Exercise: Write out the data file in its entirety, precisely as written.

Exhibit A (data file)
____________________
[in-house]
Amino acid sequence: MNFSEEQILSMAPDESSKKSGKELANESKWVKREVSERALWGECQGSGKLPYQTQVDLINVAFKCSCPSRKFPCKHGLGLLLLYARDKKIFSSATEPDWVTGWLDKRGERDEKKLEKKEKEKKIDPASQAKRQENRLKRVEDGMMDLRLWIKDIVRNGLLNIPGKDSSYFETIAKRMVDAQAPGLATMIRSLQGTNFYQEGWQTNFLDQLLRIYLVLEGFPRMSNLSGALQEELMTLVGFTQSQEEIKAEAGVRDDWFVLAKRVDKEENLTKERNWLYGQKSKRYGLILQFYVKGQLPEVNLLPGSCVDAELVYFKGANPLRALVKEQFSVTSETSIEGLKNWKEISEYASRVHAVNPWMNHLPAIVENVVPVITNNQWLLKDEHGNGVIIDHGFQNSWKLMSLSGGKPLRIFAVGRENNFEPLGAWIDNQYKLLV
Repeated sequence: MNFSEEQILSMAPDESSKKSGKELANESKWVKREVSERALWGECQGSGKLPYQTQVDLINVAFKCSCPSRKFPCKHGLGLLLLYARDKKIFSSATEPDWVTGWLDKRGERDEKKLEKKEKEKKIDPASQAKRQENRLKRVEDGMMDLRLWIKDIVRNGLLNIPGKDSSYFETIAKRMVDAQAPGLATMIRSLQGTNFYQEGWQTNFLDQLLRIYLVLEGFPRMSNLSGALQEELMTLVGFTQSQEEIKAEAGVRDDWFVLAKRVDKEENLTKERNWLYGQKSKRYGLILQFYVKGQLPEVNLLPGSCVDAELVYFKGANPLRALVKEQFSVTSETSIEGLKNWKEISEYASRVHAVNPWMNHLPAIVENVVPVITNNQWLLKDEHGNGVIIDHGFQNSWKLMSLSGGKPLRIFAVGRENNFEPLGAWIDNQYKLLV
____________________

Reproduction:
[in-house]
Amino acid sequence: MNFSEEQILSMAPDESSKKSGKELANESKWVKREVSERALWGECQGSGKLPYQTQVDLINVAFKCSCPSRKFPCKHGLGLLLLYARDKKIFSSATEPDWVTGWLDKRGERDEKKLEKKEKEKKIDPASQAKRQENRLKRVEDGMMDLRLWIKDIVRNGLLNIPGKDSSYFETIAKRMVDAQAPGLATMIRSLQGTNFYQEGWQTNFLDQLLRIYLVLEGFPRMSNLSGALQEELMTLVGFTQSQEEIKAEAGVRDDWFVLAKRVDKEENLTKERNWLYGQKSKRYGLILQFYVKGQLPEVNLLPGSCVDAELVYFKGANPLRALVKEQFSVTSETSIEGLKNWKEISEYASRVHAVNPWMNHLPAIVENVVPVITNNQWLLKDEHGNGVIIDHGFQNSWKLMSLSGGKPLRIFAVGRENNFEPLGAWIDNQYKLLV
Repeated sequence: MNFSEEQILSMAPDESSKKSGKELANESKWVKREVSERALWGECQGSGKLPYQTQVDLINVAFKCSCPSRKFPCKHGLGLLLLYARDKKIFSSATEPDWVTGWLDKRGERDEKKLEKKEKEKKIDPASQAKRQENRLKRVEDGMMDLRLWIKDIVRNGLLNIPGKDSSYFETIAKRMVDAQAPGLATMIRSLQGTNFYQEGWQTNFLDQLLRIYLVLEGFPRMSNLSGALQEELMTLVGFTQSQEEIKAEAGVRDDWFVLAKRVDKEENLTKERNWLYGQKSKRYGLILQFYVKGQLPEVNLLPGSCVDAELVYFKGANPLRALVKEQFSVTSETSIEGLKNWKEISEYASRVHAVNPWMNHLPAIVENVVPVITNNQWLLKDEHGNGVIIDHGFQNSWKLMSLSGGKPLRIFAVGRENNFEPLGAWIDNQYKLLV